I remember going to the Taos Fiestas as a child. The parents would tell us that we were going to watch the parade. For some reason they assumed that my brothers and I even cared. Parades were hot, smelly, and tiring events. Maybe we would be able to scrape some candy off the pavement before the horses would drop their presents in the road and turn our stomachs.
In Taos, there are several sides to the celebrations that make up the Fiestas. The celebration honors the patron saints Santa Ana and Santiago. The central ceremony seems to focus around the crowning of royalty. Santa Fe, Española, Las Vegas, and Taos each crown a queen and offer her runner-ups the honor of being part of the royal court. These girls are tasked with raising money in order to gain the crown. Royals from each town visit the fiestas of their neighbors. Taos crowns the queen in a ceremony at Our Lady of Guadalupe Church; located just off the plaza. The royal court hands out balloons during the children’s parade and rides in a grand float along the main parade route the next day.
The plaza sets up with food vendors and random trinkets from Mexico. There are few nicely authentic games. An old lady and her family set up a simple coin toss and target range. It is done in an incredibly simple way. There is a carnival feel to the plaza during Fiestas, but some people feel that the crowd is a bit coarse and stay away at all costs.
On one edge of the plaza, the Lions Club sets up Tio Vivo, a carousel with hand carved horses. This is the most recognizable bit of Taos culture for me. I remember those horses from my childhood.
The children’s parade happens on Saturday at 10 AM. The kids get ready in the Enos Garcia Elementary driveway. A few kids make floats out of wagons that are pulled by their parents.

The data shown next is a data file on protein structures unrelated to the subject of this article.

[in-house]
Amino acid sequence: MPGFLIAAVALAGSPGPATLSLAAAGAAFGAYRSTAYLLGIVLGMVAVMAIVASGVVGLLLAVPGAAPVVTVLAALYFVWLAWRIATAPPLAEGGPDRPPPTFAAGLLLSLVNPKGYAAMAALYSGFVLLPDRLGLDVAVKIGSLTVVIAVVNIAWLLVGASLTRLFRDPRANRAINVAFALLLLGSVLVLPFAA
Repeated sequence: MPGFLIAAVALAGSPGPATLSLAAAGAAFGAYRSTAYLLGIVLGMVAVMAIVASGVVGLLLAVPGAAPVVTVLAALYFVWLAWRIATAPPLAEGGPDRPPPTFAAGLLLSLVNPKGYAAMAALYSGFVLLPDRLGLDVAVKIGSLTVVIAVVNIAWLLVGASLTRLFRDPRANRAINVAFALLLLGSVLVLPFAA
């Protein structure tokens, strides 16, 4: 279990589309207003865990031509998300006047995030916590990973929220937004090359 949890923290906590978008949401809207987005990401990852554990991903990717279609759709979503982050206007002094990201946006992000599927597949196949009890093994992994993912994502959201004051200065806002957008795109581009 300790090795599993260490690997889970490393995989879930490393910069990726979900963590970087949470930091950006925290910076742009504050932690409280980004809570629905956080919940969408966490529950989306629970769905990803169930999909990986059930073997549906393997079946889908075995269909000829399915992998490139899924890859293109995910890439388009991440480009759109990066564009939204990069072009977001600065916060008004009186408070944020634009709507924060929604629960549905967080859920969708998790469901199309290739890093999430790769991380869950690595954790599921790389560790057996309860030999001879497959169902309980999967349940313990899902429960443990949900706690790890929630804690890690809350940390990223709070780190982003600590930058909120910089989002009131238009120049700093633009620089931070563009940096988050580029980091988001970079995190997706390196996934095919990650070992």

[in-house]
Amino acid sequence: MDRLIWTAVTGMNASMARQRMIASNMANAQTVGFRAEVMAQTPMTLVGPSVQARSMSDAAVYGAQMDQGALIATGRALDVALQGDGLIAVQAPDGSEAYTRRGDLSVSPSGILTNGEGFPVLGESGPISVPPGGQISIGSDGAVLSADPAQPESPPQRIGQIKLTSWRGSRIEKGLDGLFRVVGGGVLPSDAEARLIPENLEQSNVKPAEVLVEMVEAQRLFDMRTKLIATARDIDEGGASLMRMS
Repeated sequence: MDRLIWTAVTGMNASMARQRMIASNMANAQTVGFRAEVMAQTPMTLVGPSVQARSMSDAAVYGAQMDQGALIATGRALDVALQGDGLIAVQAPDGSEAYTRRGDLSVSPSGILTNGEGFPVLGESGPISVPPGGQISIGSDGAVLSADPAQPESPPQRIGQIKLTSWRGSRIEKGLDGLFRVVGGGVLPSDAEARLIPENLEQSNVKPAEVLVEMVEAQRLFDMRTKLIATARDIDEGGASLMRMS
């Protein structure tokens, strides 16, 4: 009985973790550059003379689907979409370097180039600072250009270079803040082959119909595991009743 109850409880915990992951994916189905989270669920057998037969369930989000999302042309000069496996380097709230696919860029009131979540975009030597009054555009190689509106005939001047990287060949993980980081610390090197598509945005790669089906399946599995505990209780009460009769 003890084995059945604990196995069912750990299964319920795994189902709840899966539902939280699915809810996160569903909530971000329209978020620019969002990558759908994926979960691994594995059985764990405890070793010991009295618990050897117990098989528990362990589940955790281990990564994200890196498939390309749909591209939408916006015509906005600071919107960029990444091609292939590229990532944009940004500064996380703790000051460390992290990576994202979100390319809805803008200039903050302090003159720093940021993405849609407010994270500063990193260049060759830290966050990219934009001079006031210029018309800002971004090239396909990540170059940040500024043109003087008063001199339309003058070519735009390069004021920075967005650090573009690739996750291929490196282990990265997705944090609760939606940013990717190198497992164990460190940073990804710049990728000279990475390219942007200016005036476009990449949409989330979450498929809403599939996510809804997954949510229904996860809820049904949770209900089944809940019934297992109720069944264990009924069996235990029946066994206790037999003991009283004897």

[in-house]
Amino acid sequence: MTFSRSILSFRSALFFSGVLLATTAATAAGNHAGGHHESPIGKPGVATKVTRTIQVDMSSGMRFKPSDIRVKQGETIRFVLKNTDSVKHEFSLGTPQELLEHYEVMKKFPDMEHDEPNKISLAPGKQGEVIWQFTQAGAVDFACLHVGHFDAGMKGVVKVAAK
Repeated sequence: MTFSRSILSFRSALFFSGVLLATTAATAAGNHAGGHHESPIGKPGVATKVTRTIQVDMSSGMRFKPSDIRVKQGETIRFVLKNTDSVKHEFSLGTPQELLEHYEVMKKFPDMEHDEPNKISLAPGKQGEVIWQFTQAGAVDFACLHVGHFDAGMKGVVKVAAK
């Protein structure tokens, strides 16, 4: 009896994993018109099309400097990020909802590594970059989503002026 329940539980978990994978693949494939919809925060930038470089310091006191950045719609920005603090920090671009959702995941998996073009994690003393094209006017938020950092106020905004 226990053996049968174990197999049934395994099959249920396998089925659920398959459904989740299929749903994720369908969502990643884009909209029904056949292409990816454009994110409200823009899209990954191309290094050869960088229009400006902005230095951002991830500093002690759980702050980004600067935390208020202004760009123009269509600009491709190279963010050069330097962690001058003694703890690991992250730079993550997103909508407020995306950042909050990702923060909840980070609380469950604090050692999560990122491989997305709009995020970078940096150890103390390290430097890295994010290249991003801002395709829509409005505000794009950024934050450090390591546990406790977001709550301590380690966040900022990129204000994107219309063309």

I was surprised to see a couple kids dressed as Matachines dancers. They wore feathered hats that suggested native dress. They danced to the call and beat of the drummers that followed.
Matachines (Spanish matachín, a sword dancer in a fantastic costume —called also bouffon b pl matachi·ni [MexSp matachín, fr. Sp, matachin (sense 1a), fr. It mattaccino] : a member of a society of north and South American-Indian dancers who perform ritual dances. They are found from Peru up to Northern NM where the Spanish first influenced “The New World” and introduced Christianity to the native peoples.
The introduction of the Dance of the Moors and Christians gave rise to a further range of masked dances, one of them recounting the Spanish victory over the Indians and their eventual conversion to Christianity. These dances are called conquest dances (also a Matachin tradition), and Cortes and La Malinche (his Indian mistress and translator) often appear in them. It’s interesting to note that in many versions of this dance, the Indians wear lavish costumes while the Christians are played by children. – Source: Wikipedia